Jennifer Garner Gave Me a Pep Talk About Aging Everyone Should Hear

"Remember to make room for joy"—and SPF.

Jennifer Garner on a step and repeat wearing an off the shoulder blue dress
(Image credit: Getty Images)

Jennifer Garner and I were supposed to be talking about sunscreen. A face of Neutrogena for seventeen years, Garner was making the virtual rounds with journalists for Melanoma Awareness Month to discuss the beauty brand's skincare research and how she stays burn-free at the height of summer.

But somewhere during our Zoom conversation about skincare layering (she uses an SPF-based primer when she's on set), raising funds for research (Neutrogena has pulled in $1 million for the Melanoma Research Foundation), and Gen Z's questionable habits (48 percent of the cohort believes a "base tan" prevents sunburn, according to the brand's latest study with YouGov), I alluded to the 13 Going on 30 star that my own skincare routine is lacking in SPF. It's also lacking in consistency overall, despite being an age and in an industry where I definitely know better.

So Garner paused to ask me a question in the tune of her most memorable character: "Are you thirty, flirty, and thriving?" I told her the truth: I'm 29, and "thriving" hardly covers how I feel. In fact, I admitted, between the state of my skin and growing up in general, "existentially dreading everything" is a better description. My close circle of friends nearing their 30th birthdays have felt the same way.

Those little remarks were the bat signal Garner needed to give me a pep talk on aging I immediately sent to my groupchat.

Jennifer Garner attends a red carpet wearing a colorblock dress with her hair down and curled

Garner says that turning 30 felt like "the biggest thing ever" at the time. Now in her fifties, she says each decade only gets better.

(Image credit: Getty Images)

On the skincare front, Garner said I had more than enough time to "turn the ship around." While Garner says she grew up in a family that took care of their skin, she's still had to work to keep her good habits as an adult. Having hardworking products stocked everywhere—in her bathroom where she can see them, in the door of her car, and in bulk to gift to her friends and family—are her visual cues to apply and re-apply to keep her looking as good as she feels.

Taking care of yourself makes the transition from year to year easier, and it's as much a mental practice as a physical one. Garner said that with time, each year feels more like a gift than a ringing alarm. And while I should probably know better, it's worth repeating: aging isn't something to be afraid of.

"Tell all your friends that their 30s—it just keeps getting better and better thirties are great. Forties are better. Fifties seem to be better than that," she said. "So keep your chin up, it's all okay."

Garner remembers all too well that the transition to a new decade can feel like standing on the edge of a precipice. "By the time my friend group turned 50 we were all calm, but at 30, we thought turning 30 was the biggest thing ever," she remembered. "There are just so many big upheaval things that happen, you know, like, 'When am I going to have kids?' Or, 'Oh no, can I have kids?' And then it's just a lot of stress."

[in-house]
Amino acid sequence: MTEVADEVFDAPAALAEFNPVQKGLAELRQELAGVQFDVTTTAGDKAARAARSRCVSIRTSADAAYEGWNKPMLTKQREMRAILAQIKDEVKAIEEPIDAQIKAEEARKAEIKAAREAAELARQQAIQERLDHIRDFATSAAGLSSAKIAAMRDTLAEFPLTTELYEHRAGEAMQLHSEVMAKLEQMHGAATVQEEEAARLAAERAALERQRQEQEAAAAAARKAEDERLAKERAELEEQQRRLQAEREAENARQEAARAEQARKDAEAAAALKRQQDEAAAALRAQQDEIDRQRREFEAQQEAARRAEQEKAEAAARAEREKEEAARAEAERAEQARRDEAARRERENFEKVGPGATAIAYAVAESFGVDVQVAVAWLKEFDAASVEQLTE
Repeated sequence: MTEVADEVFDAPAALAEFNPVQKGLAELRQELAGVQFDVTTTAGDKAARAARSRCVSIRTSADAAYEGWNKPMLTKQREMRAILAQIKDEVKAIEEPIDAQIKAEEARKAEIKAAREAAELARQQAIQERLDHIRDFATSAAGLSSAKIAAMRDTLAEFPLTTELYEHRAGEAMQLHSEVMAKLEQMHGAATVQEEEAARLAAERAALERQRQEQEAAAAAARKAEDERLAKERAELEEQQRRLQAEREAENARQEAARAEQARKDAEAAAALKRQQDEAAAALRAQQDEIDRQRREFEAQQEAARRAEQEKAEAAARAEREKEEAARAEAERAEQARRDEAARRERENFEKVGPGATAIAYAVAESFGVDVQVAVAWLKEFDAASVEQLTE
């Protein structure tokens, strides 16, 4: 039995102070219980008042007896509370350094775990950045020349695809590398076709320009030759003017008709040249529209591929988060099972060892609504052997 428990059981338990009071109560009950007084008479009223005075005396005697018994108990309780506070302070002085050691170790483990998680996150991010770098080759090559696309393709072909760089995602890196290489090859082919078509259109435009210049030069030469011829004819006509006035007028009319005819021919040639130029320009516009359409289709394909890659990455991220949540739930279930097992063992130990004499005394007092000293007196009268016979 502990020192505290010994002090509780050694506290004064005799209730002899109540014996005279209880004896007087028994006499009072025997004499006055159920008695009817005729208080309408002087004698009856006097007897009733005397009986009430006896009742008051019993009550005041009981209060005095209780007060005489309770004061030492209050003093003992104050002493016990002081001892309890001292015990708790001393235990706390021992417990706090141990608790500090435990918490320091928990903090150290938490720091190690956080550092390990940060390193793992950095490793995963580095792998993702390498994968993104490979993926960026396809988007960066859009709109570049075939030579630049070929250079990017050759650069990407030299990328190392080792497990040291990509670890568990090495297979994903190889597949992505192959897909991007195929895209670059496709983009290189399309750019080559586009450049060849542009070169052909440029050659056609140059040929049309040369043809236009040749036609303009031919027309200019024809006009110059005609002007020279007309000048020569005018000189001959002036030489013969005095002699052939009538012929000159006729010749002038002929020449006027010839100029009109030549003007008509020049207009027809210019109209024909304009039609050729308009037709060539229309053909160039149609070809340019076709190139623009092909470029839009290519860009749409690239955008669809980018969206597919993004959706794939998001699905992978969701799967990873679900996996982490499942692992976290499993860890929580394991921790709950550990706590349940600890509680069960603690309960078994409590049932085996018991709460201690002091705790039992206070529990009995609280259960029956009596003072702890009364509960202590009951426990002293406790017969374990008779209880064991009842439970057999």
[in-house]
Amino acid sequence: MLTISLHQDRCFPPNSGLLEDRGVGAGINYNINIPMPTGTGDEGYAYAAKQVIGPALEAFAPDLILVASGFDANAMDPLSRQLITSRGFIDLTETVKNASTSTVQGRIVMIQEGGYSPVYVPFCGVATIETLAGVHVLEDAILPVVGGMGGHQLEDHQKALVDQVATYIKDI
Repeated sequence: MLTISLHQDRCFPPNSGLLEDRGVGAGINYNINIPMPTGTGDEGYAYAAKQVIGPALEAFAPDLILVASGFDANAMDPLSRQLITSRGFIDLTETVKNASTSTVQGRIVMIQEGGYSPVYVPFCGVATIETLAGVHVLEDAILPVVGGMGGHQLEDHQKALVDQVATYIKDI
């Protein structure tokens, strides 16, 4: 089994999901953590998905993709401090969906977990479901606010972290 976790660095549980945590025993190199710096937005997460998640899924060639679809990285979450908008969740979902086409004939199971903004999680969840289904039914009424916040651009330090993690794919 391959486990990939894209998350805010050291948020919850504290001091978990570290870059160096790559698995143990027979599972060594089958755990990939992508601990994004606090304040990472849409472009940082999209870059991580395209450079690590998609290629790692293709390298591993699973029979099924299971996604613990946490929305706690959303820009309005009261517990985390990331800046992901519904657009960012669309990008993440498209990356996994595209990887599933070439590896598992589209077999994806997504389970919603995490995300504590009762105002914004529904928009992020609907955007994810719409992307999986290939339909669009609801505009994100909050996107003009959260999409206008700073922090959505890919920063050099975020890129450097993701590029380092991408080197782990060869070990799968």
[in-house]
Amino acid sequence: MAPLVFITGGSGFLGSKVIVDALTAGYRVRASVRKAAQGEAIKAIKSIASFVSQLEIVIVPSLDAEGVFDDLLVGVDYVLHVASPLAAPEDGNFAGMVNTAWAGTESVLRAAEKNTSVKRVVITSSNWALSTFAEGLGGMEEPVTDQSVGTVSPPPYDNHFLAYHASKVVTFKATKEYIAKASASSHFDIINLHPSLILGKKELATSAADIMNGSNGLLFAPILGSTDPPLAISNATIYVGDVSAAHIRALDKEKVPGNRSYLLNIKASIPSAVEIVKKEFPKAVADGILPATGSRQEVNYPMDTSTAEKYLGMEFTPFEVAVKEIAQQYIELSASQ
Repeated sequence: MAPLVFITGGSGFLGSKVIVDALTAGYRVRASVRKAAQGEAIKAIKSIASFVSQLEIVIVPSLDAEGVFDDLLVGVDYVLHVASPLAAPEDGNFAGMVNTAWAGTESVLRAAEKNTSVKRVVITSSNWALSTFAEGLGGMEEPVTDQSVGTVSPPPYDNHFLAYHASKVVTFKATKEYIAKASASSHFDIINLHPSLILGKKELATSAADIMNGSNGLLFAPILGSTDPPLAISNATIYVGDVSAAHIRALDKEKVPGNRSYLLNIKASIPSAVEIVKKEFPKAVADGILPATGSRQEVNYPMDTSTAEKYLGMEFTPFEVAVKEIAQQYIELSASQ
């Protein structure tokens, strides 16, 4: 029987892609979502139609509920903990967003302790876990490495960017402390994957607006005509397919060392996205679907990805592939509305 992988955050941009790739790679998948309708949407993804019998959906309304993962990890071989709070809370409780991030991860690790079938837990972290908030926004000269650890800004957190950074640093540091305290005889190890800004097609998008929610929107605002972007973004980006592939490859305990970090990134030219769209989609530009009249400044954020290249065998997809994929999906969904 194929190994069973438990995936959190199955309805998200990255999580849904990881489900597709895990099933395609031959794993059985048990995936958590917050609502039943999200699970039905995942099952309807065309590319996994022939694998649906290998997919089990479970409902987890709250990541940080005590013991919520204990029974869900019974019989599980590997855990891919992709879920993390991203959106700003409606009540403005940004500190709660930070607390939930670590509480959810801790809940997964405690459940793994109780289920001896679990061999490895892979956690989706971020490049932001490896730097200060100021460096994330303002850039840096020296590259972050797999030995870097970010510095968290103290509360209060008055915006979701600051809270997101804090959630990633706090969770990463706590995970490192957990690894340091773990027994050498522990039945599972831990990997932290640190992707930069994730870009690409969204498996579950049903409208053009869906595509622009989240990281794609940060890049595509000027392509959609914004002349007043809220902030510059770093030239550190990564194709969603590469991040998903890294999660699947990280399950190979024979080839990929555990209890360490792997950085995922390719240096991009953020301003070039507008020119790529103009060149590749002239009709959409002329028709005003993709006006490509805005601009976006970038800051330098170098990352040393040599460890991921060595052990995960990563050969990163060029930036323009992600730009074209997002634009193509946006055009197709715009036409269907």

But she has a low-key, cost-free wellness ritual that's gotten her through. "Make sure you balance that out with some joy," she recommended.

Jennifer Garner walking in Manhattan wearing a yellow tie neck top and leather skirt

"I grew up in a family that did take care of our skin," Garner told me. It shows in her radiant complexion decades later.

(Image credit: Getty Images)

In the days since we've spoken, I've had Garner's advice stuck in my head as I've gotten ready in the morning. When I'm tempted to roll out of bed and go straight into my commute, without so much as a dollop of sunscreen or a minute to myself, I hit play on my mental recording: "Remember to make room for joy," and, by her example, SPF. They're two little additions that can make getting older better, day by day.

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Halie LeSavage
Senior News Editor (Fashion & Beauty)

Halie LeSavage is the senior fashion and beauty news editor at Marie Claire, where she assigns, edits, and writes stories for both sections. Halie is an expert on runway trends, celebrity style, emerging fashion and beauty brands, and shopping (naturally). In over seven years as a professional journalist, Halie’s reporting has ranged from fashion week coverage spanning the Copenhagen, New York, Milan, and Paris markets, to profiles on industry insiders including stylist Alison Bornstein and J.Crew womenswear creative director Olympia Gayot, to breaking news stories on noteworthy brand collaborations and beauty launches. (She can personally confirm that Bella Hadid’s Ôrebella perfume is worth the hype.) She has also written dozens of research-backed shopping guides to finding the best tote bags, ballet flats, and more. Most of all, Halie loves to explore what trends—like the rise of doll-like Mary Janes or TikTok’s 75 Hard Style Challenge—can say about culture writ large. (She justifies almost any purchase by saying it’s “for work.”) Halie has previously held writer and editor roles at Glamour, Morning Brew, and Harper’s Bazaar. Halie has been cited as a fashion and beauty expert in The Cut, CNN Underscored, and Reuters, among other outlets, and appears in newsletters like Selleb and Self-Checkout to provide shopping recommendations. In 2022, she was awarded the Hearst Spotlight Award for excellence and innovation in fashion journalism. She holds a Bachelor’s Degree in English from Harvard College. Outside of work, Halie is passionate about books, baking, and her miniature Bernedoodle, Dolly. For a behind-the-scenes look at her reporting, you can follow Halie on Instagram and TikTok.